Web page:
President Barack Obama's choice to lead the Pentagon, former GOP Sen. Chuck Hagel, will likely be confirmed next week, one of his most dogged opponents said Sunday.
"I'm confident that Sen. Hagel will probably have the votes necessary to be confirmed as secretary of defense," Sen. John McCain, R-Ariz., said Sunday on NBC's "Meet the Press."
After Senate Republicans voted to sustain a filibuster and block the former Nebraska senator's nomination from advancing toward confirmation, McCain acknowledged that Hagel will likely win confirmation once the chamber returns from its recess.
"I think it's a reasonable amount of time to have questions answered," McCain said of the week-and-a-half-long window which Senate Republicans demanded to pore more thoroughly over their former colleague's records.
Democrats and the Obama administration have complained that a filibuster for a defense secretary nominee is without precedent. Moreover, they argue that filling the defense post is particularly urgent given outgoing Secretary Leon Panetta's plans to leave the Pentagon, and the looming "sequester" of automatic spending cuts, which fall heavily upon the defense budget.
The administration publicly shrugged off, though, the notion that the delay had damaged Hagel's ability to serve effectively.
"No, he's not going to be a weaker defense secretary," said Denis McDonough, the president's new chief of staff, "he's going to be a great defense secretary."
Wrapped up into the GOP's objections are the desire to ding the administration, a demand for fuller answers to the Sept. 11, 2012 attacks on the diplomatic post in Benghazi, Libya, and personal quarrels with Hagel over his criticism of President George W. Bush and the handling of the war in Iraq. McCain denied, though, that Republicans' attacks on Hagel were personal in nature.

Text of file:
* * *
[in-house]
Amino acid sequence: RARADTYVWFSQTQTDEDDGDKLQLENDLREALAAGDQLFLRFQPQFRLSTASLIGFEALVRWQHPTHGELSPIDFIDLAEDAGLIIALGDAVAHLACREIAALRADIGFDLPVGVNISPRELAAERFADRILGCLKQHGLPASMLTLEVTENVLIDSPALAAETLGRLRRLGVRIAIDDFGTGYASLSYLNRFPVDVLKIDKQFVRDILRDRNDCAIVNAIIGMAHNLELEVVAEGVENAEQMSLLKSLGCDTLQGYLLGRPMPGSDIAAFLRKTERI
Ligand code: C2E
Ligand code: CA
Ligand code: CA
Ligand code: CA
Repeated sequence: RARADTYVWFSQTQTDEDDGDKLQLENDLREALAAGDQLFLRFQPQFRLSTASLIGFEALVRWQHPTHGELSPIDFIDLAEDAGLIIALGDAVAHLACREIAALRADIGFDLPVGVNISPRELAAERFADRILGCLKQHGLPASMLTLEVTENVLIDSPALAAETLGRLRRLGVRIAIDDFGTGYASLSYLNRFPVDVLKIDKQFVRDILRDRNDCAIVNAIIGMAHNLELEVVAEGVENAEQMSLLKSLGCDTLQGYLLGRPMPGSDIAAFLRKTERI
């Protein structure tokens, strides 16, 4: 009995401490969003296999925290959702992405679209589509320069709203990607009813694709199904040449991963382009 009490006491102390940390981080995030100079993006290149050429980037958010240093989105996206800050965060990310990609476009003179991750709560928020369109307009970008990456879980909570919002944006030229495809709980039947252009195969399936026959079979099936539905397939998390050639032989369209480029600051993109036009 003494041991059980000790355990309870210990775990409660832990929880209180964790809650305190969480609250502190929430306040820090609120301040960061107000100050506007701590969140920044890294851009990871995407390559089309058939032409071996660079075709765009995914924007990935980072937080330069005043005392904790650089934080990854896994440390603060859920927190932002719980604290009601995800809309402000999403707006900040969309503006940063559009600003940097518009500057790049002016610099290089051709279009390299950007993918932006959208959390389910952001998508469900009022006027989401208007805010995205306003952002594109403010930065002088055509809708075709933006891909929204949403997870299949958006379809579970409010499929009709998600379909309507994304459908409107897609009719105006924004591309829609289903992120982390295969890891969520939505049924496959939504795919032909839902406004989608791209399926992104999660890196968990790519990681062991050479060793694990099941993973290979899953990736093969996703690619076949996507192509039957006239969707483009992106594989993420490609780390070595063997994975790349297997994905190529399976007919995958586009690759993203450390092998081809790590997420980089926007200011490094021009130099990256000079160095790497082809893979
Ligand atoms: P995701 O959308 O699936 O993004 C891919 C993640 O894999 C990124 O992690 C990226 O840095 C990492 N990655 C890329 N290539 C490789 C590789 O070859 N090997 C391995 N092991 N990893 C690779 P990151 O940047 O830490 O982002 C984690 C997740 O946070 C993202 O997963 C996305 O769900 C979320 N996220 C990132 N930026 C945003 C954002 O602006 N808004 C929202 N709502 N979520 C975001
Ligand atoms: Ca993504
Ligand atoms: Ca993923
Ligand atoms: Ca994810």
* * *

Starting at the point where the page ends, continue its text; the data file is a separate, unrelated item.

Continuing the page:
"99 percent of it has to do with the positions Sen. Hagel has taken," he said.
The Hagel fight has consumed Congress in recent weeks, threatening to expend Obama's political capital as he enters a second term. It's yet to be seen whether this fight, and the looming fight to replace the sequester with other equivalent savings, would affect other elements of the Obama agenda — including gun control, and immigration.
Amid a New York Times report that suggested the White House had pushed ahead with its own immigration bill, McDonough said it was consistent with Obama's promise to simply be prepared with his own alternative plan. Obama, McDonough said, was still hoping that a bipartisan Senate group would be able to produce its own comprehensive immigration reform proposal.
"I believe we're making progress on a bipartisan basis," said McCain, a member of the eight-member, bipartisan Senate group working on the immigration proposal. The Arizona senator said, though, that Obama had had no communications with the Senate group.
"Does the president really want a result?" asked McCain, reflecting Republicans' concerns on the politics of immigration. "Or does he want another cudgel so he can beat up Republicans to get an advantage in the next election?"